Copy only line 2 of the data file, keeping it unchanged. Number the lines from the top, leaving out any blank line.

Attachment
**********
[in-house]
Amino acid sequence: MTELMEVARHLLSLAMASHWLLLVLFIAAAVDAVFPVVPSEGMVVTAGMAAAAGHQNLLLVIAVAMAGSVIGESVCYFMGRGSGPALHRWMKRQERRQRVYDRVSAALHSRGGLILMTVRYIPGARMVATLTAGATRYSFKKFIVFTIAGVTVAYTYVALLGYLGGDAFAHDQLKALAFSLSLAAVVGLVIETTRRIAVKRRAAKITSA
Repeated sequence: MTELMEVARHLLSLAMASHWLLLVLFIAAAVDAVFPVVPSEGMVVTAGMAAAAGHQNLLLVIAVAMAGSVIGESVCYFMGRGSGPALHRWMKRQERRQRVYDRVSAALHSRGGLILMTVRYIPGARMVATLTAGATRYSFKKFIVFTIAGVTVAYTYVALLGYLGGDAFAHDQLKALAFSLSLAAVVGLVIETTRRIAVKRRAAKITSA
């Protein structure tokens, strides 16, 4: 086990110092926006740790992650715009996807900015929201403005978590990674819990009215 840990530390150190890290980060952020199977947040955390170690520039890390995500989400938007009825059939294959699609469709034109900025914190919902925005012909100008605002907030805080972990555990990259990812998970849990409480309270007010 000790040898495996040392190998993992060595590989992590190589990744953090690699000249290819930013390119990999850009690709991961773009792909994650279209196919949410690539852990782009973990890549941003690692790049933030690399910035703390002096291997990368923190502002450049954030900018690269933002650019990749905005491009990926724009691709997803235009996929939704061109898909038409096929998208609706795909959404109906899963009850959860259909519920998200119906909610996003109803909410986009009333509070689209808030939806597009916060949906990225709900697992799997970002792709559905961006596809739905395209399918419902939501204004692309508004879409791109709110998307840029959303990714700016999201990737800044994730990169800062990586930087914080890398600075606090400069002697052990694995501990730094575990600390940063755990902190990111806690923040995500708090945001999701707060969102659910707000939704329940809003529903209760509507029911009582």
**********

Amino acid sequence: MTELMEVARHLLSLAMASHWLLLVLFIAAAVDAVFPVVPSEGMVVTAGMAAAAGHQNLLLVIAVAMAGSVIGESVCYFMGRGSGPALHRWMKRQERRQRVYDRVSAALHSRGGLILMTVRYIPGARMVATLTAGATRYSFKKFIVFTIAGVTVAYTYVALLGYLGGDAFAHDQLKALAFSLSLAAVVGLVIETTRRIAVKRRAAKITSA